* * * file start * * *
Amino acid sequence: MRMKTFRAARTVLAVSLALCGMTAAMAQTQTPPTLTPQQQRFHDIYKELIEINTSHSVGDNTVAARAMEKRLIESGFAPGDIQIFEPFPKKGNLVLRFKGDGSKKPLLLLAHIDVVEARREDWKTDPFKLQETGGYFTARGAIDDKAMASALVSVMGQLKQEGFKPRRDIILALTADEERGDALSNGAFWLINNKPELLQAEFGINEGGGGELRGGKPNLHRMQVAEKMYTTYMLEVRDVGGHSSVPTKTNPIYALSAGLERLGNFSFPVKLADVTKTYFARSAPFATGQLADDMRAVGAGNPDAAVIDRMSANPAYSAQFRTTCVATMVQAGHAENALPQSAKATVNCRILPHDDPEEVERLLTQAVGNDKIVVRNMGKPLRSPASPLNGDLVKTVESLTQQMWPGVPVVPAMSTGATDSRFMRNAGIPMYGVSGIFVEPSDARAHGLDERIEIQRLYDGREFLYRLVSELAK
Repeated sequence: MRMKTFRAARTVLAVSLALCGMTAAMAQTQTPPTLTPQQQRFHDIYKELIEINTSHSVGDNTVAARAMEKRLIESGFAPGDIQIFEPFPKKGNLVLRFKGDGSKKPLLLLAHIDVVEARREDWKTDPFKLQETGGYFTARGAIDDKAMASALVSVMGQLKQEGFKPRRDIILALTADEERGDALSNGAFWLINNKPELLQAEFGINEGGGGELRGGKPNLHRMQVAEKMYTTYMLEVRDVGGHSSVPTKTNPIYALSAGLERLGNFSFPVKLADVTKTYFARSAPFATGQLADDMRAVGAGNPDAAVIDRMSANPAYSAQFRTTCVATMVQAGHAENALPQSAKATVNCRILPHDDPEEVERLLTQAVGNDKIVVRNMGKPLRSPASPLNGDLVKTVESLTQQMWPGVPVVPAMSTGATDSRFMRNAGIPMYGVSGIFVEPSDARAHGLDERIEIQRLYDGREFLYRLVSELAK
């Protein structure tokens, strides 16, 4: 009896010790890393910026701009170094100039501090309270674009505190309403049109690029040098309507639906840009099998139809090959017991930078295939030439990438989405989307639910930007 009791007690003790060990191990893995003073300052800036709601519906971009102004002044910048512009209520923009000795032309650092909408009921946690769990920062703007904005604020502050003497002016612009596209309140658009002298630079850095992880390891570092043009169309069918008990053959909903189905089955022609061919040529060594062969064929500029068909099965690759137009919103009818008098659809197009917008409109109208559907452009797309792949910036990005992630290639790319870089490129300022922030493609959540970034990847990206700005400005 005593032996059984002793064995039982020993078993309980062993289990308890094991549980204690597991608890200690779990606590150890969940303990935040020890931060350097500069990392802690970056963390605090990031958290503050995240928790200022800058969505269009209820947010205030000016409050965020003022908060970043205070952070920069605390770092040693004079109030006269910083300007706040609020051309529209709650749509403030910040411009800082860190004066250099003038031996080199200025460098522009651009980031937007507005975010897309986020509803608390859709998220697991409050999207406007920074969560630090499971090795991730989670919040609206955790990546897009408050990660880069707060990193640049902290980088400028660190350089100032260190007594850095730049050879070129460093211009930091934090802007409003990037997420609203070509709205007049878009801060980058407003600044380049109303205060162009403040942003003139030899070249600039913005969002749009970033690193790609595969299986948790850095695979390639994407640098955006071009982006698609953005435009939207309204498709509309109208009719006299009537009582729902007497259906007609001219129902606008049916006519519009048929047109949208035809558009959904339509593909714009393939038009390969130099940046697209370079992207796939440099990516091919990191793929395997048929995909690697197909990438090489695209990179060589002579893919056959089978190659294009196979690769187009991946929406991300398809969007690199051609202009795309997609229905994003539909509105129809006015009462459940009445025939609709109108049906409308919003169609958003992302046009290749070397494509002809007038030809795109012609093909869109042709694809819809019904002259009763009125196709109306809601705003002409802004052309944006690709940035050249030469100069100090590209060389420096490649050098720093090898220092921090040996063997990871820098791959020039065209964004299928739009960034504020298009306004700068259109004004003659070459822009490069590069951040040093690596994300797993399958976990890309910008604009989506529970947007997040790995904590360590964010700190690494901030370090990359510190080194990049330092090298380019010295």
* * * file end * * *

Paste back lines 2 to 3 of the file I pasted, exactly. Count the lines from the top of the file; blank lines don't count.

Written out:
Repeated sequence: MRMKTFRAARTVLAVSLALCGMTAAMAQTQTPPTLTPQQQRFHDIYKELIEINTSHSVGDNTVAARAMEKRLIESGFAPGDIQIFEPFPKKGNLVLRFKGDGSKKPLLLLAHIDVVEARREDWKTDPFKLQETGGYFTARGAIDDKAMASALVSVMGQLKQEGFKPRRDIILALTADEERGDALSNGAFWLINNKPELLQAEFGINEGGGGELRGGKPNLHRMQVAEKMYTTYMLEVRDVGGHSSVPTKTNPIYALSAGLERLGNFSFPVKLADVTKTYFARSAPFATGQLADDMRAVGAGNPDAAVIDRMSANPAYSAQFRTTCVATMVQAGHAENALPQSAKATVNCRILPHDDPEEVERLLTQAVGNDKIVVRNMGKPLRSPASPLNGDLVKTVESLTQQMWPGVPVVPAMSTGATDSRFMRNAGIPMYGVSGIFVEPSDARAHGLDERIEIQRLYDGREFLYRLVSELAK
């Protein structure tokens, strides 16, 4: 009896010790890393910026701009170094100039501090309270674009505190309403049109690029040098309507639906840009099998139809090959017991930078295939030439990438989405989307639910930007 009791007690003790060990191990893995003073300052800036709601519906971009102004002044910048512009209520923009000795032309650092909408009921946690769990920062703007904005604020502050003497002016612009596209309140658009002298630079850095992880390891570092043009169309069918008990053959909903189905089955022609061919040529060594062969064929500029068909099965690759137009919103009818008098659809197009917008409109109208559907452009797309792949910036990005992630290639790319870089490129300022922030493609959540970034990847990206700005400005 005593032996059984002793064995039982020993078993309980062993289990308890094991549980204690597991608890200690779990606590150890969940303990935040020890931060350097500069990392802690970056963390605090990031958290503050995240928790200022800058969505269009209820947010205030000016409050965020003022908060970043205070952070920069605390770092040693004079109030006269910083300007706040609020051309529209709650749509403030910040411009800082860190004066250099003038031996080199200025460098522009651009980031937007507005975010897309986020509803608390859709998220697991409050999207406007920074969560630090499971090795991730989670919040609206955790990546897009408050990660880069707060990193640049902290980088400028660190350089100032260190007594850095730049050879070129460093211009930091934090802007409003990037997420609203070509709205007049878009801060980058407003600044380049109303205060162009403040942003003139030899070249600039913005969002749009970033690193790609595969299986948790850095695979390639994407640098955006071009982006698609953005435009939207309204498709509309109208009719006299009537009582729902007497259906007609001219129902606008049916006519519009048929047109949208035809558009959904339509593909714009393939038009390969130099940046697209370079992207796939440099990516091919990191793929395997048929995909690697197909990438090489695209990179060589002579893919056959089978190659294009196979690769187009991946929406991300398809969007690199051609202009795309997609229905994003539909509105129809006015009462459940009445025939609709109108049906409308919003169609958003992302046009290749070397494509002809007038030809795109012609093909869109042709694809819809019904002259009763009125196709109306809601705003002409802004052309944006690709940035050249030469100069100090590209060389420096490649050098720093090898220092921090040996063997990871820098791959020039065209964004299928739009960034504020298009306004700068259109004004003659070459822009490069590069951040040093690596994300797993399958976990890309910008604009989506529970947007997040790995904590360590964010700190690494901030370090990359510190080194990049330092090298380019010295």